Learning While Caring offers a collection of Dr. Hellman's essays and articles, in which he delves into the issues brought about by advances and changes in medicine over the last fifty years. The essays are organized into ve sections: Medical Ethics and Learning; Academic Medicine; Research; Perceptions of Cancer and Heroes." Each section is introduced by a new commentary from Dr. Hellman on the historical aspects and current significance of the issues presented in that section's essays. Throughout, Dr. Hellman interweaves reflections on major aspects of his professional career and the times in which they occurred as examples of the challenges and controversies that confront oncology, medicine, and academia. The book concludes with "Summing Up," reviewing changes in medical practice and biological science and concluding that, despite these huge changes, certain things remain the same, especially the primary obligation of the doctor to the patient and the need to seek and test new knowledge. Dr. Hellman writes, "We are currently at the end of the beginning of the revolution in biology and medicine resulting from the understanding of how genetic information was passed generationally. Our capacities are far greater now but the essence of medical practice and our responsibility to the patient remains the same.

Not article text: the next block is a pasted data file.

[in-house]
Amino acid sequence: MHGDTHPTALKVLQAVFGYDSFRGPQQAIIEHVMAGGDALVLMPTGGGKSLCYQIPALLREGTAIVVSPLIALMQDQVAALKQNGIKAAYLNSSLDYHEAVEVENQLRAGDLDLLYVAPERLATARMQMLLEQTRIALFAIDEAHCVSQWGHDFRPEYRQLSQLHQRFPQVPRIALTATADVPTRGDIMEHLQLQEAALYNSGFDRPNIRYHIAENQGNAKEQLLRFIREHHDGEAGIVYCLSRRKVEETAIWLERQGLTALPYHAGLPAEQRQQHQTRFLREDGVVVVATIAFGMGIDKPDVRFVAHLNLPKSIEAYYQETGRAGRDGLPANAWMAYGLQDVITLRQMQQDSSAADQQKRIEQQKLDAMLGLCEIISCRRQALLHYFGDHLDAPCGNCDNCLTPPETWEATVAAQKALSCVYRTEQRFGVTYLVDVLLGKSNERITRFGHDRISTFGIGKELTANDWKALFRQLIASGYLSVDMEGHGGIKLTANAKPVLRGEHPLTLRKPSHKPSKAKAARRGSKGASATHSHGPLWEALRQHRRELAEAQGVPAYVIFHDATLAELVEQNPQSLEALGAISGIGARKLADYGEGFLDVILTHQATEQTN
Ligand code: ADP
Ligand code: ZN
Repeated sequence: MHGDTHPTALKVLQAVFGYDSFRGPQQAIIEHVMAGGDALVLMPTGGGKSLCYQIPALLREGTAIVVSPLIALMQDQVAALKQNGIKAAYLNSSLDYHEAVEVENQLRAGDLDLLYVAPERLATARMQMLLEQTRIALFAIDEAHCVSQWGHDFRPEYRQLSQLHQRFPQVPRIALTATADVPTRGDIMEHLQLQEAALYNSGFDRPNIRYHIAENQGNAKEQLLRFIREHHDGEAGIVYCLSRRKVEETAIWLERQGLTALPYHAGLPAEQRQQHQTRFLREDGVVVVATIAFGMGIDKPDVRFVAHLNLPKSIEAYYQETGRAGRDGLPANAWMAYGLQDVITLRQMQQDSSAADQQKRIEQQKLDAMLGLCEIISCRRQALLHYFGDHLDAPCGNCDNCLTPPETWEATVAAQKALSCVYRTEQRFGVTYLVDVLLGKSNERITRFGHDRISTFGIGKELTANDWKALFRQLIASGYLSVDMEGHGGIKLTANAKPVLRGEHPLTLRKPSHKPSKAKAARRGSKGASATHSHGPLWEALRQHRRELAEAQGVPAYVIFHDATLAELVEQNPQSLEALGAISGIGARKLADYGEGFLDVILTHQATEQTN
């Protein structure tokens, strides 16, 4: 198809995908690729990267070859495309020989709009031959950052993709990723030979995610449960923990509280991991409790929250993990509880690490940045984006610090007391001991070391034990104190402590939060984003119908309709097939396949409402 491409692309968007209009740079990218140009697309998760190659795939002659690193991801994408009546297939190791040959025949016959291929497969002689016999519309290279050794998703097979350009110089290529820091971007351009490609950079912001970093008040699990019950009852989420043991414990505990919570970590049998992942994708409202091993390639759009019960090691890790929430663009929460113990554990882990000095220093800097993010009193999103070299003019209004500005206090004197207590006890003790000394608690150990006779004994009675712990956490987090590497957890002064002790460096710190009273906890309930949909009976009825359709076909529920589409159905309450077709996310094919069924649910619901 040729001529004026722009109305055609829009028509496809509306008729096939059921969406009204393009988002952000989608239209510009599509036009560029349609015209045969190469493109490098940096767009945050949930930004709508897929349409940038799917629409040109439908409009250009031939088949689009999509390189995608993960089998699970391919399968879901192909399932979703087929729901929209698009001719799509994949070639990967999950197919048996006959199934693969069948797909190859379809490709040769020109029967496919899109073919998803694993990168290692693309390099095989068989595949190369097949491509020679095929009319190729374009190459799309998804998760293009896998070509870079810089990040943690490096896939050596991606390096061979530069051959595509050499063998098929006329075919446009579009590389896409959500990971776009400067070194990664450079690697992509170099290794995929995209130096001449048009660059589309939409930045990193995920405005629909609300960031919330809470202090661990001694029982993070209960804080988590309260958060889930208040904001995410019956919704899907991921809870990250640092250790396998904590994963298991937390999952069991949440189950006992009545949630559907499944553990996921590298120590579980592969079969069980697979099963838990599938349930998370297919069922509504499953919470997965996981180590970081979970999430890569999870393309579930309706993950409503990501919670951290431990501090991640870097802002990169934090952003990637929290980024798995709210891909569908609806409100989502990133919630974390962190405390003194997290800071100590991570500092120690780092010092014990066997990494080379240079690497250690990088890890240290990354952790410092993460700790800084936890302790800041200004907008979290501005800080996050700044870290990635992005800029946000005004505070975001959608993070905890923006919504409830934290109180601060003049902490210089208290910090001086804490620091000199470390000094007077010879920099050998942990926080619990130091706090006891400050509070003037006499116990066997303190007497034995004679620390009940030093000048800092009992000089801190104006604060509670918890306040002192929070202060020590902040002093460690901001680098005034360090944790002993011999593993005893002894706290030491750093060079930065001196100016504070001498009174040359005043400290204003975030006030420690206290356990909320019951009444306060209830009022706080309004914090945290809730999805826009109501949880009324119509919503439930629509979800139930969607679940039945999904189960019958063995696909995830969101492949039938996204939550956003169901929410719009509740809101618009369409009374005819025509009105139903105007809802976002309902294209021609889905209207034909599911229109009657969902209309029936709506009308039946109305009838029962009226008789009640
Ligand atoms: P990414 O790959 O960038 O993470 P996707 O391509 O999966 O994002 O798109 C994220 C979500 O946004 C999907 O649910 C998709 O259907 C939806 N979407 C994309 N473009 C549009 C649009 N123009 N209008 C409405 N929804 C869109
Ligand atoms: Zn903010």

About the author: Samuel Hellman, M.D., A. N. Pritzker Distinguished Service Professor Emeritus, Department of Radiation and Cellular Oncology, University of Chicago, Chicago, Illinois.